The aim of these discussions is to create a new political movement within the Left Front, that could present a vision focussed on social issues, but also internationalism and alter-globalisation, and immigrant rights, environmentalism, defending the ‘right to the city’ and digital rights.
The results of the elections were very interesting in a number of ways and have highlighted that there is solid support for left-wing politics in France. To this however, we must add that the far-right National Front enjoyed a very high level (17 per cent) of support, repeating its 2002 success, and with a massive vote amongst those working class sectors confronted with international competition, but also in rural areas of the North and East of the country, where an employment crisis and the withdrawal of public services place a key element of the population in ever more precarious circumstances.
At the same time, the election was also marked by the breakthrough of the ‘Left Front’ and its candidate, Jean-Luc Melenchon, who, with over 11 per cent support, is enjoying a great success to the left of the centre-left Socialist Party after a very active campaign, one of whose most striking aspects was the mounting of three giant outdoor meetings each attended by around 100,000 people in Paris, Toulouse and Marseille.
This result is interesting for two reasons. It shows first of all, the rootedness of a radical vote to the left of social democracy. The total of votes for candidates to the left of the Socialist Party in presidential elections since 1995 has been – with the exception of 2007 – between 11 and 14 per cent. In 2012, the voice of the Left Front, Workers’ Struggle (Lutte Ouvrière) and the New Anti-Capitalist Party (NPA) represent 13 per cent of the vote – far more than the 9 per cent achieved by those to the left of the Socialist Party in 2007. A score comparable to that of 1995, which involved replacing François Mitterrand, the first socialist president of the 5th Republic, or 2002, in which the outgoing parliamentary majority was left-wing. After a period of ‘left’ government, the radical left is always stronger as many people from the left feel disappointed by the policies of social-democrats. In 2012 it was viewed as vital the punishment of Nicolas Sarkozy and the right-wing parliamentary majority, in a context where many observers stressed the need for the ‘useful vote’ against the right, and feared a breakthrough of the Front National would weaken, as in 2007, the left of the Socialist Party.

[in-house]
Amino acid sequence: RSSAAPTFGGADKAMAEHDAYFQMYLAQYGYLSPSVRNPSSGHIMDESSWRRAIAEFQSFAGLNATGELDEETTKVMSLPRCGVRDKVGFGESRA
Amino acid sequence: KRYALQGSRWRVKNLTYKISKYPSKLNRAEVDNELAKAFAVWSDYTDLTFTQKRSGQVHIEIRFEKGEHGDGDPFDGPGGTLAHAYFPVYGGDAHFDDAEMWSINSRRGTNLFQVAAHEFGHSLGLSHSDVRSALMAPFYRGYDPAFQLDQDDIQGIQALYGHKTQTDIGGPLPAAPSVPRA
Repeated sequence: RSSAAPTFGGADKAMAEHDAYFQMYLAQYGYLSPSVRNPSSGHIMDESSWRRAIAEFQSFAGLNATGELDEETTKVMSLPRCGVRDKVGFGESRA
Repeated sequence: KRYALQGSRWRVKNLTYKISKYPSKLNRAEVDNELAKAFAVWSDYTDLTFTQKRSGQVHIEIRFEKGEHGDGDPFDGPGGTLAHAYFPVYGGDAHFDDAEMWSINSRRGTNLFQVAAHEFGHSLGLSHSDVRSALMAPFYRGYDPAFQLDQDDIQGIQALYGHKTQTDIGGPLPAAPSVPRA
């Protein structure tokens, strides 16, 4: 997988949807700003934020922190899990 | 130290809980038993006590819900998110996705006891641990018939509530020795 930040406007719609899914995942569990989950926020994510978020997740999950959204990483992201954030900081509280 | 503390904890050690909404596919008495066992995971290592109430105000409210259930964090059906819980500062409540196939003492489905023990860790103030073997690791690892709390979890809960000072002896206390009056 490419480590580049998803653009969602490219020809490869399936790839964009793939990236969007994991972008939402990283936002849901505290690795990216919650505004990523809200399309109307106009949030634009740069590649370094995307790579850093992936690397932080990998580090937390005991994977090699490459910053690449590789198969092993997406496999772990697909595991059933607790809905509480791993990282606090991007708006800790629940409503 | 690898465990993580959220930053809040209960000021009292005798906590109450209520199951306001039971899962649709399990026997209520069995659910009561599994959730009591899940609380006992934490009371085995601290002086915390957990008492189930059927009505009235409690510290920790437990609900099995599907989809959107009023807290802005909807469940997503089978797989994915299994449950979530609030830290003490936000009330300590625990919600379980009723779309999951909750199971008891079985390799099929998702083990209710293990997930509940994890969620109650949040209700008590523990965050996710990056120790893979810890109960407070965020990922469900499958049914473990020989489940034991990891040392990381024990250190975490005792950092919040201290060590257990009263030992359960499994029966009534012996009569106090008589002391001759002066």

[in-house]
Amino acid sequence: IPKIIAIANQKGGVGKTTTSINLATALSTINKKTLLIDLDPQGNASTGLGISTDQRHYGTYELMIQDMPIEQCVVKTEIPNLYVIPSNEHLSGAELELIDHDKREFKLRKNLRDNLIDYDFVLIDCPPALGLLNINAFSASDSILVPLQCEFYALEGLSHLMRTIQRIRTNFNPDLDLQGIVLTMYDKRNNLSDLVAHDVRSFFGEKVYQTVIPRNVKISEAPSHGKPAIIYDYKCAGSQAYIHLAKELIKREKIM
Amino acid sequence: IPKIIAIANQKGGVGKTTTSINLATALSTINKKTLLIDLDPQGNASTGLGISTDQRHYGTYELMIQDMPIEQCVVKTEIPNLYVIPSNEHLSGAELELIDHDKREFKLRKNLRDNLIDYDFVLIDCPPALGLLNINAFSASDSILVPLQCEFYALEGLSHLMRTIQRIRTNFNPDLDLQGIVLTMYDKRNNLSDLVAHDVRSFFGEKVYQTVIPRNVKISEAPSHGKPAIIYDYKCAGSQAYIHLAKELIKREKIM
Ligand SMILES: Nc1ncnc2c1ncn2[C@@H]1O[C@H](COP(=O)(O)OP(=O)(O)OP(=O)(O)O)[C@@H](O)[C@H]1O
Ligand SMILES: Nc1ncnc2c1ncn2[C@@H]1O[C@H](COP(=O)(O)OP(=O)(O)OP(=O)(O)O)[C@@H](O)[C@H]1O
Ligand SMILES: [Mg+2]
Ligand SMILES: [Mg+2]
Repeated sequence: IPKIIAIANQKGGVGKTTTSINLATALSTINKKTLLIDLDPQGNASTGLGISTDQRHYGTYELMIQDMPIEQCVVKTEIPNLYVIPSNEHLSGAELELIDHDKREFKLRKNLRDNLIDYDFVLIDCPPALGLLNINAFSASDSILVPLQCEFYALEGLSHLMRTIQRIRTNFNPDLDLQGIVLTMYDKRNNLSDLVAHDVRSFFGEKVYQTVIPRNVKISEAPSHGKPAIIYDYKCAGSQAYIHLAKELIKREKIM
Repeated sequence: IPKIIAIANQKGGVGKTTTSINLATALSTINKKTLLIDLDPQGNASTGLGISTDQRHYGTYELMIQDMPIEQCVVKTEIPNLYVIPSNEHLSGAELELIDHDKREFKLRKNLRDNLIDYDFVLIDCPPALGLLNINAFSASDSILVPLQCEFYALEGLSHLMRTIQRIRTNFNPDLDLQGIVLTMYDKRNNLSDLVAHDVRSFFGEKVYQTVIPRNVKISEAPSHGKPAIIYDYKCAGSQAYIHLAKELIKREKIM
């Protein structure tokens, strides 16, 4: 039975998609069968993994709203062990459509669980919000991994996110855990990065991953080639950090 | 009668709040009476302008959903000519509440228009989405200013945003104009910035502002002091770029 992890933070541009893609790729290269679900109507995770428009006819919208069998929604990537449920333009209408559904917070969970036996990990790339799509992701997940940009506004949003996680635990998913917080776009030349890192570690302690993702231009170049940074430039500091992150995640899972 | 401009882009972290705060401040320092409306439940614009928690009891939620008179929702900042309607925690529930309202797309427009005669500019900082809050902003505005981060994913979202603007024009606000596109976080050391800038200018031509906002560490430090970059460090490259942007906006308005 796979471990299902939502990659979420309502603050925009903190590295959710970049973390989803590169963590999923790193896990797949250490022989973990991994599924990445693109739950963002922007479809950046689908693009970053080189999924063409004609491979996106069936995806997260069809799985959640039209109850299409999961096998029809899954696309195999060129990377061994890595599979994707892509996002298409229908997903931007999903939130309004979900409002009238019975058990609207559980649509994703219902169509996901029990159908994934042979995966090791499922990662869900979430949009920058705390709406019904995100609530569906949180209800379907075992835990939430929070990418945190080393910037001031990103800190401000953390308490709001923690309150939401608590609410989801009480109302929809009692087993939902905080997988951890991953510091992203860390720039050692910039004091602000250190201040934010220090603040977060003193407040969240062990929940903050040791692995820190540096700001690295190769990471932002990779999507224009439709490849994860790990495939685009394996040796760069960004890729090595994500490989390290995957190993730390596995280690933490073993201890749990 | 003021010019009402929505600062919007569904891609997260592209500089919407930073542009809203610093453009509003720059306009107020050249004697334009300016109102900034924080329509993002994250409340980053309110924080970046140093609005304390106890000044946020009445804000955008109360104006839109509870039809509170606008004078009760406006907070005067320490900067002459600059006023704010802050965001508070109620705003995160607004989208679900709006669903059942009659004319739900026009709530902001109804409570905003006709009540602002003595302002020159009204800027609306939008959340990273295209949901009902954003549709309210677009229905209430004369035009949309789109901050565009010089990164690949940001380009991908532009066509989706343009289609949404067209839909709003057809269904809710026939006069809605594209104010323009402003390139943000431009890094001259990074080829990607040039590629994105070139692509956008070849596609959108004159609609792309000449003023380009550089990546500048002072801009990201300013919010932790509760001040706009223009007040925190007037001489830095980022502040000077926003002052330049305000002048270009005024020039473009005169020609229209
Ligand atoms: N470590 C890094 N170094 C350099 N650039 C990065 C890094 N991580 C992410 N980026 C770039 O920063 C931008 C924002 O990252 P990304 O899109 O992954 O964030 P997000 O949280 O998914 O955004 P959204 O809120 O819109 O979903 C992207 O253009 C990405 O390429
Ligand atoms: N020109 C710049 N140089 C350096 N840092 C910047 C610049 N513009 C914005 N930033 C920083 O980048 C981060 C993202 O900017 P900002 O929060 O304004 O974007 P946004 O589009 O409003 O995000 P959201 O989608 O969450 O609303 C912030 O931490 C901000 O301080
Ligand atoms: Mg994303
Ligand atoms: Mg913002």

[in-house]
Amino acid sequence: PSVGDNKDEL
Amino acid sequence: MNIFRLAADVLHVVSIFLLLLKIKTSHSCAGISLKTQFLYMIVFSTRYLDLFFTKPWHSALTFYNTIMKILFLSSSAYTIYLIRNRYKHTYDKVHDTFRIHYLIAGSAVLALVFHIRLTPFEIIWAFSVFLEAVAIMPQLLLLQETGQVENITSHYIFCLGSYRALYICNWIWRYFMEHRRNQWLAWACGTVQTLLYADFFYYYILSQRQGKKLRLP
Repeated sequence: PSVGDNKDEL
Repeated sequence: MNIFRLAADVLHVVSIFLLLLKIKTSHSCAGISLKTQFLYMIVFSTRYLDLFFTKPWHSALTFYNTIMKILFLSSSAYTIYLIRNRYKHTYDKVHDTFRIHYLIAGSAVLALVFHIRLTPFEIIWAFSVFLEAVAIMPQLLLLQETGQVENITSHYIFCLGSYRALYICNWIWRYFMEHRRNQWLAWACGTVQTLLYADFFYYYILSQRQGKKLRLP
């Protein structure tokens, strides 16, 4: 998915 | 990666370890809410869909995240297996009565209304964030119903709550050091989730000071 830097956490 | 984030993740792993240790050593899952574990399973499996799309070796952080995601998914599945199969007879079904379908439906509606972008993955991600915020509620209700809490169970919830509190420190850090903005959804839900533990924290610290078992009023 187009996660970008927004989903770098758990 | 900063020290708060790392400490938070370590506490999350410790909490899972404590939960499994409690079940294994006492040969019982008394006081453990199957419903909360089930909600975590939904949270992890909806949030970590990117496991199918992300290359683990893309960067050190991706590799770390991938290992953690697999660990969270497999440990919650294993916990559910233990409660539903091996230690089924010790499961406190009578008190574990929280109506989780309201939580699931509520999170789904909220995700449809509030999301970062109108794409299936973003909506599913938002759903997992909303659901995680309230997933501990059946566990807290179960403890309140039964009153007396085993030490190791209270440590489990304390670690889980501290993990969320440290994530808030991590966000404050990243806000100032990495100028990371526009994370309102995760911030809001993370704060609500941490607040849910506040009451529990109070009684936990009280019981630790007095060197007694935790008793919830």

This result is interesting because unlike 1995, 2002 and 2007, it marks the first successful attempt to rally the ‘left of social transformation’, a subject to which we will return.
This electoral success is largely the product of three factors. First, it comes after a series of significant and sizable social struggles, the most important of which was the movement to defend retirement at age 60, a movement that inspired millions and millions of demonstrators some 18 months ago, in the autumn of 2010. It is also a response to the platform of Francois Hollande, the Socialist Party leader and now President, a programme that sticks to the main outlines of austerity policies implemented by all European governments with only two detours: a tax policy that would be less favourable to the most wealthy than the programme of the right; and a desire to mobilise Europe, such as the European Investment Bank to kick-start a European recovery. In comparison to such a moderate programme, the Left Front and Jean-Luc Melenchon were able to defend a radical platform of social redistribution and a tougher attitude toward financial markets. Lastly, his success is also the expression of a left-wing refusal to European policies of austerity, which places these developments on a continuum that dates back to the 2005 campaign against the proposed European constitution.
The future of the Left Front will obviously depend on the evolution of the social and economic situation and the strength of social struggles that could develop in France. But it will also depend three questions that remain unanswered.